Sixteen chapters written by a team of 26 internationally renowned authors from Germany, Australia, Israel, Taiwan, Japan, France, and the U.S.Each chapter surveys classes of queueing models and networks or applied methods in queueing followed by a discussion of open problems and future research directionsPresents uniformity in style, rigor, and background, providing readers with a comprehensive, reader-friendly discussion of the topics
Queueing systems and networks are being applied to many areas of technology today, including telecommunications, computers, satellite systems, and traffic processes. This timely book, written by 26 of the most respected and influential researchers in the field, provides an overview of fundamental queueing systems and networks as applied to these technologies.
Frontiers in Queueing: Models and Applications in Science and Engineering was written with more of an engineering slant than its predecessor, Advances in Queueing: Theory, Methods, and Open Problems. The earlier book was primarily concerned with methods, and was more theoretically oriented. This new volume, meant to be a sequel to the first book, was written by scientists and queueing theorists whose expertise is in technology and engineering, allowing readers to answer questions regarding the technicalities of related methods from the earlier book.
Each chapter in the book surveys the classes of queueing models and networks, or the applied methods in queueing, and is followed by a discussion of open problems and future research directions. The discussion of these future trends is especially important to novice researchers, students, and even their advisors, as it provides the perspectives of eminent scientists in each area, thus showing where research efforts should be focused. Frontiers in Queueing: Models and Applications in Science and Engineering also includes applications to vital areas of engineering and technology, specifically, telecommunications, computers and computer networks, satellite systems, traffic processes, and more applied methods such as simulation, statistics, and numerical methods. All researchers, from students to advanced professionals, can benefit from the sound advice and perspective of the contributors represented in this book.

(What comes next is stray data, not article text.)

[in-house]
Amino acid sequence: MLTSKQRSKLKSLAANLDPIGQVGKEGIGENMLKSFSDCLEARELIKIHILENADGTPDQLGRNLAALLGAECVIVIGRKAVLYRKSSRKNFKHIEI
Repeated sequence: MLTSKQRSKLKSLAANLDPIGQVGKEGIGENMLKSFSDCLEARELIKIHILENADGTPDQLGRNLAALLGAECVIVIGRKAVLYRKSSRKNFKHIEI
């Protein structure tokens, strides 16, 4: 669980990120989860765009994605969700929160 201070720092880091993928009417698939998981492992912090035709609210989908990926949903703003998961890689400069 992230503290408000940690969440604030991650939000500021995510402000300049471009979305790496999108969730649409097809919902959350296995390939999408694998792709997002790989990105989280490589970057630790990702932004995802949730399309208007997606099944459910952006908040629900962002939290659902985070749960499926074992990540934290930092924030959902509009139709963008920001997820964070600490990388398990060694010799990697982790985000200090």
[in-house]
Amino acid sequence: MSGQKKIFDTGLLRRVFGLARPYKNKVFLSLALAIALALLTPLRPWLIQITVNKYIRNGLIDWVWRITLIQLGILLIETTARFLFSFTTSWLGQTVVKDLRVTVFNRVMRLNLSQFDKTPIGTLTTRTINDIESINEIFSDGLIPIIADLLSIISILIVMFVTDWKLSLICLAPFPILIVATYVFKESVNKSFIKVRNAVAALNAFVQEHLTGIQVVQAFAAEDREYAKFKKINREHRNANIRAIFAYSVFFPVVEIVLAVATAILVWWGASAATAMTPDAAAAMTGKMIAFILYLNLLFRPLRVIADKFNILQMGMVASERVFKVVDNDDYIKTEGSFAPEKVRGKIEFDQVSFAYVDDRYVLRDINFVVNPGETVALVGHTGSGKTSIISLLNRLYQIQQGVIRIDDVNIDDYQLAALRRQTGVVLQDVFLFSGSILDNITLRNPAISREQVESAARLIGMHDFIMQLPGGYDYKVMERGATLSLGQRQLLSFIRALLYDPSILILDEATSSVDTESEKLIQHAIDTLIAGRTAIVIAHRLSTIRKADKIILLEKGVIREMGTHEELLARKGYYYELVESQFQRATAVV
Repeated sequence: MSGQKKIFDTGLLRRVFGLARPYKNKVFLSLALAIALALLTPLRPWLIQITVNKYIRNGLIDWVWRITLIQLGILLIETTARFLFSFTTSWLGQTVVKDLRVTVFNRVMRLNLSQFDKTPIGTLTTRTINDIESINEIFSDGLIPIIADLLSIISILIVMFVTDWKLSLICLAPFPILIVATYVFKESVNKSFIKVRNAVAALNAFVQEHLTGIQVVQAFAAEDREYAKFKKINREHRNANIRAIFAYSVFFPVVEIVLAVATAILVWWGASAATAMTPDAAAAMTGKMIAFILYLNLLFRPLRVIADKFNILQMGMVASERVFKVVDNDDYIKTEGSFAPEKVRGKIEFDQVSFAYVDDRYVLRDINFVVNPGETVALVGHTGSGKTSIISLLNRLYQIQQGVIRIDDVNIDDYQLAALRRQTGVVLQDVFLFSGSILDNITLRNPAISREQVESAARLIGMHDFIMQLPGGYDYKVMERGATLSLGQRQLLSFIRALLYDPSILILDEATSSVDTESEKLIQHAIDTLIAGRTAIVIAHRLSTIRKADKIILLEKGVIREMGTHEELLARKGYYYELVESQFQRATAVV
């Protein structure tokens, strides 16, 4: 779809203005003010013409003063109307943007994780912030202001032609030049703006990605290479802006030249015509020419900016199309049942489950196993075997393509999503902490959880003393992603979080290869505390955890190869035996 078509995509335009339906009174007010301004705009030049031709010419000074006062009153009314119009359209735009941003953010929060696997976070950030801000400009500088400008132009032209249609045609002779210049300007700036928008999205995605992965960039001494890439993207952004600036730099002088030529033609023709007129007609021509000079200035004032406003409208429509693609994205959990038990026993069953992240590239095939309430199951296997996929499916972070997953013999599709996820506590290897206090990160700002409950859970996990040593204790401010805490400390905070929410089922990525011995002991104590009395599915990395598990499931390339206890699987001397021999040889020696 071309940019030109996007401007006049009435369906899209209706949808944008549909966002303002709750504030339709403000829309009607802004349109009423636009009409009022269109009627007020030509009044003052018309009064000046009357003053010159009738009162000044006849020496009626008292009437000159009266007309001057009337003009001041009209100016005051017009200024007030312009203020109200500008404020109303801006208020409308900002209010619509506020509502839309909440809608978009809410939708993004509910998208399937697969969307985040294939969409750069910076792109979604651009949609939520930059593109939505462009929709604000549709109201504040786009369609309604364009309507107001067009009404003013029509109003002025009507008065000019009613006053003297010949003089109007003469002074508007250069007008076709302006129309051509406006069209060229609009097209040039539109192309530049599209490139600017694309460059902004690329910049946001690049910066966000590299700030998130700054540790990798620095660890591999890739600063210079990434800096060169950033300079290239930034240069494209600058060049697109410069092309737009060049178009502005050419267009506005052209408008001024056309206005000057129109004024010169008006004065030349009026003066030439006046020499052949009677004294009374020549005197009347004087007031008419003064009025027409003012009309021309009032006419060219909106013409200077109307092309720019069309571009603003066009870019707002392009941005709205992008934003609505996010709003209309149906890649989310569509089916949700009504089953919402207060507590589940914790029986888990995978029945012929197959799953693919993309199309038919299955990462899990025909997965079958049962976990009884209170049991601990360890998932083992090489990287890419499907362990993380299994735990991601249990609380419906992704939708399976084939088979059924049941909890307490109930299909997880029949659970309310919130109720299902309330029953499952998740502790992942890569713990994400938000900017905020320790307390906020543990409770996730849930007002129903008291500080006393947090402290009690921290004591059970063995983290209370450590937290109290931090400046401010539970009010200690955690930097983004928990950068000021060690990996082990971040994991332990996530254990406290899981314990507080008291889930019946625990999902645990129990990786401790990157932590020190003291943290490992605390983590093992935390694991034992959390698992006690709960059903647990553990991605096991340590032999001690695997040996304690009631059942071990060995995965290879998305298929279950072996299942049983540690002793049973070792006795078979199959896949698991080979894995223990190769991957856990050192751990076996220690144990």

Table of Contents
Progress of Classical Queueing Models
A Personal View of Queueing Theory, R. Syski
Retrial Queues Revisited, V.G. Kulkarni and H.M. Liang
Some Results for the Mean Waiting-Time and Workload in GI/GI/k Queues, D.J. Daley
Queues with State Dependent Parameters, J.H. Dshalalow
Telecommunications and Computer Networks
Queueing Analysis of Polling Models: Progress in 1990-1994, H. Takagi
Product-Form Loss Networks, H. Kobayashi and B.L. Mark
Sojourn Time Distributions in Non-Product Form Queueing Networks, H. Daduna
Stochastic Geometry Models of Mobile Communication Networks, F. Baccelli and S. Zuyev
Fractal Queueing Models, A. Erramilli, O. Narayan, and W. Willinger
Stochastic Modeling of Traffic Processes, D.L. Jagerman, B. Melamed, and W. Willinger
Fluid Models for Single Buffer Systems, V.G. Kulkarni
Applied Techniques and Statistical Inference in Queueing Models
Computational Methods in Queueing, H.C. Tijms
Statistical Analysis of Queueing Systems, U.N. Bhat, G. Miller, and S.S. Rao
Perturbation Analysis for Control and Optimization of Queueing Systems: An Overview and the State of the Art, Y.-C. Ho and C.G. Cassandras
Polynomial Time Algorithms for Estimation of Rare Events in Queueing Models, V. Kriman and R.Y. Rubinstein
Parametric Statistical Inference for Tail Probabilities of Queues, P. Glynn and M. Torres
"The editor is to be congratulated for the selection of topics and assuring the high quality of articles."
- Joseph Glaz, University of Connecticut, in Technometrics
"The overall editing and production are excellent… Frontiers in Queueing may be less theoretical than Advances in Queueing,… but it is equal to it in terms of the high quality of its scholarship…As in the other book, these authors are all experts, and all of their contributions authoritatively reflect the current state of the art….My only compensation for reviewing Frontiers in Queueing is getting to keep the review copy. Considering that this is an excellent book, I think I got a very good deal.
-Computing Reviews, December 1998